My church got hit hard with shock and grief. Yesterday morning, while she was at the church just a block away from her home cooking for others, one of the gracious servants of the church lost her home to a fire. Her 85-year-old mother was inside the home and was rescued by a young man who just happened to be stopped on her street because his girlfriend's car got stuck in the snow. This young hero opted to go inside a burning home and risk his life to pull her to safety. I couldn't help thinking about other people who may have pulled out their cell phones to videotape the fire instead.
The fire company had trouble getting to the house, as did the police, because the roads were suddenly bad. As it turned out, six police officers carried the woman to McKnight Road, where they flagged down a passing ambulance who just happened to be driving by. The elderly woman is now in ICU at a local hospital.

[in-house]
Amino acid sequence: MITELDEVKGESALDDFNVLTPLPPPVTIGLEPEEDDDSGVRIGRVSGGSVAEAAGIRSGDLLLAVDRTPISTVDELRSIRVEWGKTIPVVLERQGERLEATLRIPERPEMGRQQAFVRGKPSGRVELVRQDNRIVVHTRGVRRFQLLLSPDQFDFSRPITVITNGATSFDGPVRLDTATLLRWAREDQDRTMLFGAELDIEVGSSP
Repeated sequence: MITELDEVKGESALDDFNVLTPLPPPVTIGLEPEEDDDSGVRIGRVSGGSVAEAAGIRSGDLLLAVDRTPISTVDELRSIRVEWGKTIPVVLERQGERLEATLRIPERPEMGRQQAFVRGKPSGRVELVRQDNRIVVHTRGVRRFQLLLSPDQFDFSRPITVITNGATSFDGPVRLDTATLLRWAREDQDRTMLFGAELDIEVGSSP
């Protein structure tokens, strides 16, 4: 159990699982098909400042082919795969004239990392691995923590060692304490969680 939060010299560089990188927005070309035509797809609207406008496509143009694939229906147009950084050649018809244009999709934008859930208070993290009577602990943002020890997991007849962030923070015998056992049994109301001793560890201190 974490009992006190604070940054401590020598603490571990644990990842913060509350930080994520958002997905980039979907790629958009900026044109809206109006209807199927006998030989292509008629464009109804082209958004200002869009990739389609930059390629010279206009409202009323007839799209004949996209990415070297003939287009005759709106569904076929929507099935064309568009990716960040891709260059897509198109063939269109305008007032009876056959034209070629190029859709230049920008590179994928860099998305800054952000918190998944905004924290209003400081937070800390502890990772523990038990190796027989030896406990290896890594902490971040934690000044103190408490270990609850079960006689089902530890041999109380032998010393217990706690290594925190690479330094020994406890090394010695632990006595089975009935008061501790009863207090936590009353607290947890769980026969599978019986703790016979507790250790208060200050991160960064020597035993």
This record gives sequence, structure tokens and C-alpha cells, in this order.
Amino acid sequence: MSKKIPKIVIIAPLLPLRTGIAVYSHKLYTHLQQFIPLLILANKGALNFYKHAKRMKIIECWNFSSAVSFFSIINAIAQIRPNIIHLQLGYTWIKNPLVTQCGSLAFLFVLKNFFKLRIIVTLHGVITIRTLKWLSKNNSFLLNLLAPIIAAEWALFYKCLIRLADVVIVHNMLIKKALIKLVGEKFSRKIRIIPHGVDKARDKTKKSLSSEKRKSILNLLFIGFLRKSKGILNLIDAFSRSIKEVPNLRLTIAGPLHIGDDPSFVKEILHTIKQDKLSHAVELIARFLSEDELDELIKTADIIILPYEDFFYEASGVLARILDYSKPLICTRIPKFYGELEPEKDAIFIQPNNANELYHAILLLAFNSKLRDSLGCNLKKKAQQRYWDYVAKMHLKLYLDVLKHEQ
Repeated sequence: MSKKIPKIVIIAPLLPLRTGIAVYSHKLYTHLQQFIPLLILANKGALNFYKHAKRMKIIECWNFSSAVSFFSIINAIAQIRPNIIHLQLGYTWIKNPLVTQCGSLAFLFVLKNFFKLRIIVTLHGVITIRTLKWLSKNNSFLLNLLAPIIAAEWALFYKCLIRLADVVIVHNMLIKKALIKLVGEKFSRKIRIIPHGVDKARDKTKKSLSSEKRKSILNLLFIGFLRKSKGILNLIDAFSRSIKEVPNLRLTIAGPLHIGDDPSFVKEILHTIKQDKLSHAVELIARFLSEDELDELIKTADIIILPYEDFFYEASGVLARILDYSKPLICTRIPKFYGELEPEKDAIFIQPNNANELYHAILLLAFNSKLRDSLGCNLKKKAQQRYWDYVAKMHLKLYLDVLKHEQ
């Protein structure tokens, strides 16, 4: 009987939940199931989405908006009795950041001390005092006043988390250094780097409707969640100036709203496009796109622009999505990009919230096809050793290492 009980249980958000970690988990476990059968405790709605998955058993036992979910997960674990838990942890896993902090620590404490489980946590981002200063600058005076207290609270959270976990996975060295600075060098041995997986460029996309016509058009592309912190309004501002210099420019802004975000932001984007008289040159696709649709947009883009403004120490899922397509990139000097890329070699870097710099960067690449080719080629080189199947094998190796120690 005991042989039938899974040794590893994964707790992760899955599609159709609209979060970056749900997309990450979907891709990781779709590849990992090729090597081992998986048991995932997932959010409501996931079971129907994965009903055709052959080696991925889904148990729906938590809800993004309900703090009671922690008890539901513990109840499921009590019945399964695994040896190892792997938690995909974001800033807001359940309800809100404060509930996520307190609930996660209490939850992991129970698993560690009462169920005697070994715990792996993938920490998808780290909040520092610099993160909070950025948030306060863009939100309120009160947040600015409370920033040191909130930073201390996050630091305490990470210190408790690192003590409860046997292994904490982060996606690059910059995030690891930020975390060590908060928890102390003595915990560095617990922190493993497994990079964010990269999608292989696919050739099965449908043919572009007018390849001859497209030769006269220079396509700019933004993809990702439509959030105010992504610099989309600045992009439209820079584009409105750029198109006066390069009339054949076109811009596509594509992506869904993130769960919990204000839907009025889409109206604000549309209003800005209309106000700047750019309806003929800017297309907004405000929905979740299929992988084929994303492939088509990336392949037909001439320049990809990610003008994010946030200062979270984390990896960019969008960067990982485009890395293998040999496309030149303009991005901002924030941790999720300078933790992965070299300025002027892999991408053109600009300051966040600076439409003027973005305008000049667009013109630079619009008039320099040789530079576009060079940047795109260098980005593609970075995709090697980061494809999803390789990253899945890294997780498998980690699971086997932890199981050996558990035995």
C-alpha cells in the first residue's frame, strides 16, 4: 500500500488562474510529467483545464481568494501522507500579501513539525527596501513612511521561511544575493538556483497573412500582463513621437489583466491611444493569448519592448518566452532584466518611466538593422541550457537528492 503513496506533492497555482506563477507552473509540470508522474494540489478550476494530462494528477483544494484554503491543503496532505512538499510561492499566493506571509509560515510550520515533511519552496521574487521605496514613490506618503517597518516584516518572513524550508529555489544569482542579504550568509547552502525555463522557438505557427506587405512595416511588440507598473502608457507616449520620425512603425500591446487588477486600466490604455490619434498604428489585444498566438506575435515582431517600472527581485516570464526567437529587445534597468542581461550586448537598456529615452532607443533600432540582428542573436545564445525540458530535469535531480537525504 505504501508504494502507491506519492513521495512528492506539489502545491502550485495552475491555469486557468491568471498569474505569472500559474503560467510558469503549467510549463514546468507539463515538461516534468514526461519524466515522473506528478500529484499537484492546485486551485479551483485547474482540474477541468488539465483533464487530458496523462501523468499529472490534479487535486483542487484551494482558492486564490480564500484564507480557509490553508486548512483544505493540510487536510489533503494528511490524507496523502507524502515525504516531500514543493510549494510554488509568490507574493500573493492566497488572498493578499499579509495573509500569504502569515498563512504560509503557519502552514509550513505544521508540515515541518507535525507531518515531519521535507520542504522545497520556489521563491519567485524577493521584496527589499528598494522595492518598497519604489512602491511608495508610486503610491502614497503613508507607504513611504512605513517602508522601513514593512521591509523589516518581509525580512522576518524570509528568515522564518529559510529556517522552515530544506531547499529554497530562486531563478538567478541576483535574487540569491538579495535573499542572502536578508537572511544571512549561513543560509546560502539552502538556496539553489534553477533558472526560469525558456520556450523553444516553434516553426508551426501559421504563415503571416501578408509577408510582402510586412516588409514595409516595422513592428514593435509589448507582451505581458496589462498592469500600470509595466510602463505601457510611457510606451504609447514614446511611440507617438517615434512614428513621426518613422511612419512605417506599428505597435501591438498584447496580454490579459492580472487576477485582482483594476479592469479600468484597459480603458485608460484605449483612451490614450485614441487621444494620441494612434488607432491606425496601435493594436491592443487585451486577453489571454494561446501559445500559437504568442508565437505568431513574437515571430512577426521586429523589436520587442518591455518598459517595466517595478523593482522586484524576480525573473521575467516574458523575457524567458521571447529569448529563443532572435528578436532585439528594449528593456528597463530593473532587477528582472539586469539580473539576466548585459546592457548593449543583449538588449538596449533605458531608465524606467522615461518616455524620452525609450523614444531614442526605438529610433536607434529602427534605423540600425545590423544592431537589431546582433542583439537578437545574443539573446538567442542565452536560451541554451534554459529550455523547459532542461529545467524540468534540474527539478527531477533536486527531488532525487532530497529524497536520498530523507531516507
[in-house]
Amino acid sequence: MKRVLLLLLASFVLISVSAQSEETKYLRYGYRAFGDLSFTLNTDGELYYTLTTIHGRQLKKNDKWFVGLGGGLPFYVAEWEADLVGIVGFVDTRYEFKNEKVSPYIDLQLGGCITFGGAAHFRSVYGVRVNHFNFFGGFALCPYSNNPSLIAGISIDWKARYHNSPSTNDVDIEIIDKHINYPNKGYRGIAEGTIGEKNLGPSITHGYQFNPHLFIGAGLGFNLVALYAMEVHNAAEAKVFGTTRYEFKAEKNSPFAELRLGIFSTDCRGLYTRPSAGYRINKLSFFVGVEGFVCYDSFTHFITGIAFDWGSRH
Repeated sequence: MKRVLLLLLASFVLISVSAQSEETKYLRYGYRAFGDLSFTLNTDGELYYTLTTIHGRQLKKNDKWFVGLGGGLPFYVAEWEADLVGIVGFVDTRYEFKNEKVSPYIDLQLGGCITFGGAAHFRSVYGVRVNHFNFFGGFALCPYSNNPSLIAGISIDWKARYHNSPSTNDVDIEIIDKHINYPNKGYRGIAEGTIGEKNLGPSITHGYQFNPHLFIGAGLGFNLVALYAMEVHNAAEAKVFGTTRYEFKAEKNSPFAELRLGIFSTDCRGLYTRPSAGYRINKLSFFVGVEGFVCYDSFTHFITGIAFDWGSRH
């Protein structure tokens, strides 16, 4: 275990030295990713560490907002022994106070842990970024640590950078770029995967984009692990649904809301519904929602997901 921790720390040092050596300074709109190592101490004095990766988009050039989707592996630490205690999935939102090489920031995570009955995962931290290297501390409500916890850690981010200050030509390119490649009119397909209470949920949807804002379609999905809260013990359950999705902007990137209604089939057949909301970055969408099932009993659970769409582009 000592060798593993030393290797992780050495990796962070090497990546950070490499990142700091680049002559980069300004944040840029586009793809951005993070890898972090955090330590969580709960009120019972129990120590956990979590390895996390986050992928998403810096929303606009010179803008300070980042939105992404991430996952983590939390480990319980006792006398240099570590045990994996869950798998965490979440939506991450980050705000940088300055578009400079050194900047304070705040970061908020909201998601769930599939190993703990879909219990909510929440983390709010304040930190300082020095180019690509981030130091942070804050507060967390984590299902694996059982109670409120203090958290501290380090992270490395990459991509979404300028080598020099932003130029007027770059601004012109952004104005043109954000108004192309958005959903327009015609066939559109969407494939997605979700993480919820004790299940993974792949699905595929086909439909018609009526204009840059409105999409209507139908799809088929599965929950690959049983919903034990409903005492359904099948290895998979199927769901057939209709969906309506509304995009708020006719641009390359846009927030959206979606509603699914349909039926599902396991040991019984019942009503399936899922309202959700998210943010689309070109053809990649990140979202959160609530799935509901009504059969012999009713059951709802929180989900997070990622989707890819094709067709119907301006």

In the meantime, the house is gone and these two women no longer have a home. The younger one, who is my granddaughter's teacher in children's church and has one of the kindest faces I know, is not handling this well at all.
Then, last evening, a 32-year-old young man from our church died suddenly. He couldn't breathe and went to the ER, but the doctors couldn't save him.
My heart hurts.
Yesterday, my Mary Engelbreit Page-A-Day calendar had this saying:
It may be unfair,
but what happens in a few days,
sometimes even a single day,
can change the course of a whole lifetime.
Indeed. Within a moment, our lives can change forever. For these families, for our church family, for the kids this young man mentored, for those in our community... our lives are forever changed. Nothing will ever be the same.
That's how it happens, folks. Just like that we can lose our homes, our jobs, our spouses, and even our children.
Hug them tight tonight. Tell them you love them. Don't ever stop telling them you love them.